In the meantime, however, it’s worth noting just how hard a task MacIntyre’s akratic woman faces. Her character has been formed by relationships and incidents since birth, many of them forgotten, not to speak of brain chemistry and the blind impress of events. Her actions and desires are, by now, governed by stable habits of action, which have been with her since childhood. How likely is it, really, that, in the middle of the journey, she, or any of us, can change these habits, turn vice into virtue? Perhaps this puts the question too strongly, since MacIntyre describes her as a person who is merely tempted by a “lesser and inappropriate good,” rather than what is actually bad (the distracting YouTube video or the frivolous friend, not the stiff drink in the afternoon). But, after all, bad desires do happen to good people, even those who have been fortunate enough to grow up with a loving family, good friends, and a well-ordered community.
Aristotle argues that weakness of the will is not quite a vice; it’s more, he says, like epilepsy, and, after the temptation has passed, the weak-willed person regrets his actions. But he does not tell us how such regret can be transformed into repentance. As MacIntyre frankly admits, there is a gap, “a psychological lacuna,” in the theory, for Aristotle, for his medieval Christian commentator Aquinas, and for us.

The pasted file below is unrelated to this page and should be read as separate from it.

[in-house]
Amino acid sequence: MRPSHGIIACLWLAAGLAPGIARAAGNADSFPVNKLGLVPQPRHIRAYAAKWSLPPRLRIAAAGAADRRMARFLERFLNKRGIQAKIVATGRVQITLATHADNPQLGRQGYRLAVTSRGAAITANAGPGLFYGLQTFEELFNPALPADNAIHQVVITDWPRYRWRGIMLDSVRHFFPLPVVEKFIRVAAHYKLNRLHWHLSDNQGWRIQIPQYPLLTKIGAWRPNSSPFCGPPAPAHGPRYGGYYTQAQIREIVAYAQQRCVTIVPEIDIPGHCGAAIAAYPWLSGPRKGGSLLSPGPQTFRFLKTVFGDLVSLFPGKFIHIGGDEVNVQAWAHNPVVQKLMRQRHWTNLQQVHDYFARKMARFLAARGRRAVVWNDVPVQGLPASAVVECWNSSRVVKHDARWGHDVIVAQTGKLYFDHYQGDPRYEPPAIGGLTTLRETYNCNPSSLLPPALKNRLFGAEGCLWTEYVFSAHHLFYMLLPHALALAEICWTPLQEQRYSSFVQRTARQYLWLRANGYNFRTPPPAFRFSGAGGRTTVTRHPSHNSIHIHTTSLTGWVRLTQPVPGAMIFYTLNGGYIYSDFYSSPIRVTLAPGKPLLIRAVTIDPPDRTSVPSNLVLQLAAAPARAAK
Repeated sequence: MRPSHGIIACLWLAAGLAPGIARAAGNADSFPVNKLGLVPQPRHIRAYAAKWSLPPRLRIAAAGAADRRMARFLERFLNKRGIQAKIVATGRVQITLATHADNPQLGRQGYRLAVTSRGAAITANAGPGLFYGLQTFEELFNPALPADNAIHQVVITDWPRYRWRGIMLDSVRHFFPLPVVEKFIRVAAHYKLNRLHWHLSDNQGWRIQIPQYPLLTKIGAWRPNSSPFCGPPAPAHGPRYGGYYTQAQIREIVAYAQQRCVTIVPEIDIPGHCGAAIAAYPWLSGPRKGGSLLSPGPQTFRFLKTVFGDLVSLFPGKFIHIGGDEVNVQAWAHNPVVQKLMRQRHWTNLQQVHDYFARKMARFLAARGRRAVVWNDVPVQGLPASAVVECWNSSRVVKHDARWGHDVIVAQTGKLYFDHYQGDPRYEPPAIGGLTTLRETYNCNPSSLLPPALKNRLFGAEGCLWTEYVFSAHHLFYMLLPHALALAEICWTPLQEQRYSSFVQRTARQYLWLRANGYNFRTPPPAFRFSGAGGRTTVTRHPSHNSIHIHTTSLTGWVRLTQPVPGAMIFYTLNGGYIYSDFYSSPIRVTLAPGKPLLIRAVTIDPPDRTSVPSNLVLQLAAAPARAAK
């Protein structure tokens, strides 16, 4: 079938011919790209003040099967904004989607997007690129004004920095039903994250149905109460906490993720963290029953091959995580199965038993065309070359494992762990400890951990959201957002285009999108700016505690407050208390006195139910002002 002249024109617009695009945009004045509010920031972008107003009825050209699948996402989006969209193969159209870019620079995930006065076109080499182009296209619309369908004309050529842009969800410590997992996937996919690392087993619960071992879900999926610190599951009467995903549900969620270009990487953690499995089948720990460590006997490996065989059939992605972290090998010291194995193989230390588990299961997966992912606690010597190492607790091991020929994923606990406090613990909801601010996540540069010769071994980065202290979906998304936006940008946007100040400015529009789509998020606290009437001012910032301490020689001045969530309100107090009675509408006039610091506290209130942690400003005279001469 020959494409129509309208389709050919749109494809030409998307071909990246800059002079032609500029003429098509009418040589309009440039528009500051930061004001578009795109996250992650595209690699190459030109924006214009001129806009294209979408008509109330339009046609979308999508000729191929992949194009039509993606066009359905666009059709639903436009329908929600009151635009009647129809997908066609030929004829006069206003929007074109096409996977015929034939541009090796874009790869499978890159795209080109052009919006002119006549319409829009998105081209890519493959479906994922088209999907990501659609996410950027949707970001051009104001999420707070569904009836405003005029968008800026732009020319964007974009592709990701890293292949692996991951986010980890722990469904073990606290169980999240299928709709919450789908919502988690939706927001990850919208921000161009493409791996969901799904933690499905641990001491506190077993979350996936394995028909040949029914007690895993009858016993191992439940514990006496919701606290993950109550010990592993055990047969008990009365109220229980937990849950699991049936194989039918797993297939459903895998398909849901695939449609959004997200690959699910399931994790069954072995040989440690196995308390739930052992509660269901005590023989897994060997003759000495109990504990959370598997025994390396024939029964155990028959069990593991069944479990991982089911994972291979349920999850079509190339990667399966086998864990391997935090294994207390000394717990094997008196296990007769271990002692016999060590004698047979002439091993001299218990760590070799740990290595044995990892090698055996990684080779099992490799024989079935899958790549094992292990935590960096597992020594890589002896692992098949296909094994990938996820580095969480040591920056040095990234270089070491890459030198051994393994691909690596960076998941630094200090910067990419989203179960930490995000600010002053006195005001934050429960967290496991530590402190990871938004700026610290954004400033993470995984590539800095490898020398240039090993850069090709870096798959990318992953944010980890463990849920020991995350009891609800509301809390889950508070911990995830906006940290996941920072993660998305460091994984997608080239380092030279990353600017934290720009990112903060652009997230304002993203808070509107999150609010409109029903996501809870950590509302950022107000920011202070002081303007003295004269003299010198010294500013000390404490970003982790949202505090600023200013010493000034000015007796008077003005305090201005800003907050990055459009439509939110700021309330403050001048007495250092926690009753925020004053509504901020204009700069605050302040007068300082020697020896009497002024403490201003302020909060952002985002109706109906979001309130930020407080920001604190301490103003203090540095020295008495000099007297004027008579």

As it happens, the Jewish approach to repentance was authoritatively codified by Thomas’s great Aristotelian predecessor Moses Maimonides, and his approach demonstrates both the strengths and the weaknesses of virtue ethics, as well, perhaps, as the extent to which moral thinking was messy even before the modern world.
Maimonides once posed an interesting question which had never occurred to Aristotle (in fact, it wouldn’t have made any sense to him), though the Muslim philosopher Alfarabi had earlier asked a similar question for similar reasons. The question is: Who is better, “the man of self-restraint [who] performs moral and praiseworthy deeds,” but does so only by struggling with his desires and dispositions, or the man who “acts morally from innate longing and desire” because he has a virtuous character? In this early essay, Maimonides says that philosophers “unanimously agree that [the virtuous man] is superior to, and more perfect than, the one who has to curb his passions,” even if they are behaviorally indistinguishable. But, he says, the rabbinic tradition regards the person who must work to subdue his temptation and do the right thing—or stop doing the wrong ones—as better. Among the famous rabbinic sayings he quotes are “the greater the man, the greater his evil inclination,” and “according to the difficulty is the reward.”